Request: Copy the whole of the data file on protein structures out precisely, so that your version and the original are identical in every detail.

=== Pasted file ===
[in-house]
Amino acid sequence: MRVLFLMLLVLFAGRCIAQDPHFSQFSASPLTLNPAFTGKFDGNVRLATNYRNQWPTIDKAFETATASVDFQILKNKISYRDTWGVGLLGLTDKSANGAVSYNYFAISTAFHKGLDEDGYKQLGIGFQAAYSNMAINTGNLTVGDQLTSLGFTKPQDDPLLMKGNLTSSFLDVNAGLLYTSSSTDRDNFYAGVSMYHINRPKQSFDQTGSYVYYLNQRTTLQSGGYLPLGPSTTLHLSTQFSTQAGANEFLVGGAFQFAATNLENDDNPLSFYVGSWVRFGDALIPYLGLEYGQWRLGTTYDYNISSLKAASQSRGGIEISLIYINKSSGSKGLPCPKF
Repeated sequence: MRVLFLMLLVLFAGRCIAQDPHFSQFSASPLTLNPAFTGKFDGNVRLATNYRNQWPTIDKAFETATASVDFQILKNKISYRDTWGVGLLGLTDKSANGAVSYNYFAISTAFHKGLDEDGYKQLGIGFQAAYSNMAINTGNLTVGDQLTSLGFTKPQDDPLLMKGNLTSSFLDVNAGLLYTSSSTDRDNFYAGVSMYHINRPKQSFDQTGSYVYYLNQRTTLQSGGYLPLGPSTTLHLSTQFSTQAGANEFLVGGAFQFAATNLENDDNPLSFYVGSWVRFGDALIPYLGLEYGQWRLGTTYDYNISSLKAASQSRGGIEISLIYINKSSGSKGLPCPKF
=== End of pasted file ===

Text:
[in-house]
Amino acid sequence: MRVLFLMLLVLFAGRCIAQDPHFSQFSASPLTLNPAFTGKFDGNVRLATNYRNQWPTIDKAFETATASVDFQILKNKISYRDTWGVGLLGLTDKSANGAVSYNYFAISTAFHKGLDEDGYKQLGIGFQAAYSNMAINTGNLTVGDQLTSLGFTKPQDDPLLMKGNLTSSFLDVNAGLLYTSSSTDRDNFYAGVSMYHINRPKQSFDQTGSYVYYLNQRTTLQSGGYLPLGPSTTLHLSTQFSTQAGANEFLVGGAFQFAATNLENDDNPLSFYVGSWVRFGDALIPYLGLEYGQWRLGTTYDYNISSLKAASQSRGGIEISLIYINKSSGSKGLPCPKF
Repeated sequence: MRVLFLMLLVLFAGRCIAQDPHFSQFSASPLTLNPAFTGKFDGNVRLATNYRNQWPTIDKAFETATASVDFQILKNKISYRDTWGVGLLGLTDKSANGAVSYNYFAISTAFHKGLDEDGYKQLGIGFQAAYSNMAINTGNLTVGDQLTSLGFTKPQDDPLLMKGNLTSSFLDVNAGLLYTSSSTDRDNFYAGVSMYHINRPKQSFDQTGSYVYYLNQRTTLQSGGYLPLGPSTTLHLSTQFSTQAGANEFLVGGAFQFAATNLENDDNPLSFYVGSWVRFGDALIPYLGLEYGQWRLGTTYDYNISSLKAASQSRGGIEISLIYINKSSGSKGLPCPKF